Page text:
Jan 17, 2023

What is Graphullerene and Why Are Material Scientists Excited About its Properties?

Posted by in categories: mobile phones, solar power, sustainability

Future smartphones, sensors, solar panels and wind turbines will contain electronics in which graphullerene is present.

Jan 16, 2023

ChatGPT: what can the extraordinary artificial intelligence chatbot do?

Posted by in categories: mobile phones, robotics/AI

Since its launch in November last year, ChatGPT has become an extraordinary hit. Essentially a souped-up chatbot, the AI program can churn out answers to the biggest and smallest questions in life, and draw up college essays, fictional stories, haikus, and even job application letters. It does this by drawing on what it has gleaned from a staggering amount of text on the internet, with careful guidance from human experts. Ask ChatGPT a question, as millions have in recent weeks, and it will do its best to respond – unless it knows it cannot. The answers are confident and fluently written, even if they are sometimes spectacularly wrong.

The program is the latest to emerge from OpenAI, a research laboratory in California, and is based on an earlier AI from the outfit, called GPT-3. Known in the field as a large language model or LLM, the AI is fed hundreds of billions of words in the form of books, conversations and web articles, from which it builds a model, based on statistical probability, of the words and sentences that tend to follow whatever text came before. It is a bit like predictive text on a mobile phone, but scaled up massively, allowing it to produce entire responses instead of single words.

Jan 16, 2023

This Next-Generation Display Technology Is Going to Change the World

Posted by in categories: mobile phones, quantum physics

MicroLED’ or Electroluminescent quantum dot screens and sensors are coming to your neighborhood soon. The linked article states: What does this mean? Just about any flat or curved surface could be a screen. This has long been the promise of a variety of technologies, not to mention countless sci-fi shows and movies, but electroluminescent QD has the potential to actually make it happen.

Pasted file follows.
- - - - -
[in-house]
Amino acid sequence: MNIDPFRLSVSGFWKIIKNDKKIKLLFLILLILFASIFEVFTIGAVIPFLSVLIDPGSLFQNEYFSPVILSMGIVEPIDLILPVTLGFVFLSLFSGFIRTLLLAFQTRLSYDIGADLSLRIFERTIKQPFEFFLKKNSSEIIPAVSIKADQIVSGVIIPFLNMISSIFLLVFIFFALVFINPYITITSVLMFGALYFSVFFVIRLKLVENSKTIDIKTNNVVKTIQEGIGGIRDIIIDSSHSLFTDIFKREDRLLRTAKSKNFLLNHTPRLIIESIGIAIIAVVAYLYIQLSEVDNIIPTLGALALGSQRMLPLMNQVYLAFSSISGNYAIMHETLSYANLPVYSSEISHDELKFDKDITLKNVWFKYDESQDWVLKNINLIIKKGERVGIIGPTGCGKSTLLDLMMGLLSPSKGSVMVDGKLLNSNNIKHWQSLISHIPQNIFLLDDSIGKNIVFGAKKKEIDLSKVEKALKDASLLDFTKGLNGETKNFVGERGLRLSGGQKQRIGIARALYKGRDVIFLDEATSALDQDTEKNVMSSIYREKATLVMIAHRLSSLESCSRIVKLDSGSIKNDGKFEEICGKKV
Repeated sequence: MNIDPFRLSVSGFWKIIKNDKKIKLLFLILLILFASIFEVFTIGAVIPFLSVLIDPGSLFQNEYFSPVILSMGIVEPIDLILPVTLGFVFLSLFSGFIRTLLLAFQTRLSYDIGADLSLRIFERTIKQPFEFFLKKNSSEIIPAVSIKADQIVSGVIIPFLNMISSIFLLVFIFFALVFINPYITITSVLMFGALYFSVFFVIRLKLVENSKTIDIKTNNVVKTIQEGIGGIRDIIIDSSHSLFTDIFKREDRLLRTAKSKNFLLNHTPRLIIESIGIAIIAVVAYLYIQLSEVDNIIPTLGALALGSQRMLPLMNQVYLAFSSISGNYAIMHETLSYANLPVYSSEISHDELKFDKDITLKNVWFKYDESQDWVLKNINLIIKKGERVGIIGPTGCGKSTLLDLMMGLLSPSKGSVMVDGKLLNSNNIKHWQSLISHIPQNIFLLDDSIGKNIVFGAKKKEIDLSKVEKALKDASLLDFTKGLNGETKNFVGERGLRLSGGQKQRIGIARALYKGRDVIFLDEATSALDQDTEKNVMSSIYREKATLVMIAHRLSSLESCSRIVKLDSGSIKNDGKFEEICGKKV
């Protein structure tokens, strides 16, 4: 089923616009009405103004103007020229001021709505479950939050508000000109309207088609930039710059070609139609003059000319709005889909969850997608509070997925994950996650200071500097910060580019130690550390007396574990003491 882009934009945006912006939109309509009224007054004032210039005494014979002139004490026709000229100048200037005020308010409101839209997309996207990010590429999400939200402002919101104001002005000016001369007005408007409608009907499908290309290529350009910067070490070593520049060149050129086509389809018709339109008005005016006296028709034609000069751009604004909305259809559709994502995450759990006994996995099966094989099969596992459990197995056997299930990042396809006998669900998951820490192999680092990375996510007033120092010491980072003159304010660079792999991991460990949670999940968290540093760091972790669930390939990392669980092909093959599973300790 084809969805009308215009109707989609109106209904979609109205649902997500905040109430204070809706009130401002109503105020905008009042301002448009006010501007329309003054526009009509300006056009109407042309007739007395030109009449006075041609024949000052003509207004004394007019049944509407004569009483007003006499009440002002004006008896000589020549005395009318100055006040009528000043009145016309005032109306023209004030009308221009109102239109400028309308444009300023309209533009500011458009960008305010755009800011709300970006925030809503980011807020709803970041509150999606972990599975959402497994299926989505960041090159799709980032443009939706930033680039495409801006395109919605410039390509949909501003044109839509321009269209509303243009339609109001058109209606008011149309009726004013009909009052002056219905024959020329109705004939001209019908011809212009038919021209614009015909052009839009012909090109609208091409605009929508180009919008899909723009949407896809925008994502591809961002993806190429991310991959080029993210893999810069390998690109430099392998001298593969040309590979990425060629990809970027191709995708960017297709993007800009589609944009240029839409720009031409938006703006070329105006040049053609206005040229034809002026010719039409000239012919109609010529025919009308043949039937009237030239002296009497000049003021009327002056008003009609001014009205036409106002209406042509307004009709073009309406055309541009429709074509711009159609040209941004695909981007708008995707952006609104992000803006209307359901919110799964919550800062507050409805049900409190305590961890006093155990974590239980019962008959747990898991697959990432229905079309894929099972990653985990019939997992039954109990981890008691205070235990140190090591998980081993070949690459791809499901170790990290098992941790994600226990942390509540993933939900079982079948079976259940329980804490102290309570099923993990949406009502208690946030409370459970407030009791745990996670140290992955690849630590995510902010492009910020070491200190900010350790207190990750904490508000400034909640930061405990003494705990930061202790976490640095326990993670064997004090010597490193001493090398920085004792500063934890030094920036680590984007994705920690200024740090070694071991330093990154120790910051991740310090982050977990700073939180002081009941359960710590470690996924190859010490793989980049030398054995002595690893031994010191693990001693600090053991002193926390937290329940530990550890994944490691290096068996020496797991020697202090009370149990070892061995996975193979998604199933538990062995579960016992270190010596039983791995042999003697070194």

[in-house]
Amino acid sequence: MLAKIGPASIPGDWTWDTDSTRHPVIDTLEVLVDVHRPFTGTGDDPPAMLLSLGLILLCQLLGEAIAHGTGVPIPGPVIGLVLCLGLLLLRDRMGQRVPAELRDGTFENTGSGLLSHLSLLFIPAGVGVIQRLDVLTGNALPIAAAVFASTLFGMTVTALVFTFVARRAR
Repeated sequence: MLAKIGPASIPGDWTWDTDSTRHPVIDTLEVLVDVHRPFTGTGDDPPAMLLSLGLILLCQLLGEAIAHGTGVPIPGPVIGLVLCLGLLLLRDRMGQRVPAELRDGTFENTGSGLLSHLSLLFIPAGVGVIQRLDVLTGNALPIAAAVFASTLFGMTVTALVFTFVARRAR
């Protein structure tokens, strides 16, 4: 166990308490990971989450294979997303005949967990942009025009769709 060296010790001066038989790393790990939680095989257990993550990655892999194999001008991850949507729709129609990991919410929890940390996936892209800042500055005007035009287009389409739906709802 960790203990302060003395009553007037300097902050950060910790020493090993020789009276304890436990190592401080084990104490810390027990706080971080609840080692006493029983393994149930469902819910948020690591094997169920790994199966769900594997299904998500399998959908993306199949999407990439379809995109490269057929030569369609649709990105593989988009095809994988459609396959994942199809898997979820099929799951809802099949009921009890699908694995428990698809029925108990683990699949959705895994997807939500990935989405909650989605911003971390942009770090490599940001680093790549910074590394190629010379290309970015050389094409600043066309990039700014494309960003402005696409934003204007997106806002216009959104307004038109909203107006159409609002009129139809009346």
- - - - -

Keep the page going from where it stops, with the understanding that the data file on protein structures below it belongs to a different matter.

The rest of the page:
We’ve seen a new, top-secret prototype display technology that will soon be in TVs, phones and more.

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Jan 15, 2023

NASA is asking for your help to study exoplanets

Posted by in categories: mobile phones, robotics/AI, space

With new tools like the James Webb Space Telescope, we’re discovering more exoplanets than ever and even peering into their atmospheres. Now, NASA is asking for the public’s help in learning more about some of the exoplanets that have already been detected in a citizen science program called Exoplanet Watch.

“With Exoplanet Watch you can learn how to observe exoplanets and do data analysis using software that actual NASA scientists use,” said Rob Zellem, the creator of Exoplanet Watch and an astrophysicist at NASA’s Jet Propulsion Laboratory, in a statement. “We’re excited to show more people how exoplanet science is really done.”

The Exoplanet Watch project has two parts, one involving observing for those who have access to a telescope, and one involving identifying exoplanets in existing data. Even if you don’t have access to equipment other than a computer or smartphone, you can still help in learning about exoplanets by requesting access to data collected by robotic telescopes and assisting with data analysis. That’s needed because observing exoplanets passing in front of their host stars — in events called transits — is only half of the challenge of finding a new planet. These transits result in dips in the star’s brightness, but these dips are very small at typically less than 1% of the star’s brightness.

Jan 14, 2023

Scientists make a quantum harmonic oscillator at room temperature

Posted by in categories: mobile phones, particle physics, quantum physics

A quantum harmonic oscillator—a structure that can control the location and energy of quantum particles that could, in the future, be used to develop new technologies including OLEDs and miniature lasers—has been made at room temperature by researchers led by the University of St Andrews.

The research, conducted in collaboration with scientists at Nanyang Technological University in Singapore and published in Nature Communications recently, used an to produce polaritons, which show quantum states even at room temperature.

Polaritons are quantum mixtures of light and matter that are made by combining excitations in a with photons, the fundamental particles that form light. To create polaritons, the researchers trapped light in a thin layer of an organic semiconductor (the kind of light-emitting material used in OLED smartphone displays) 100 times thinner than a single human hair, sandwiched between two highly reflective mirrors.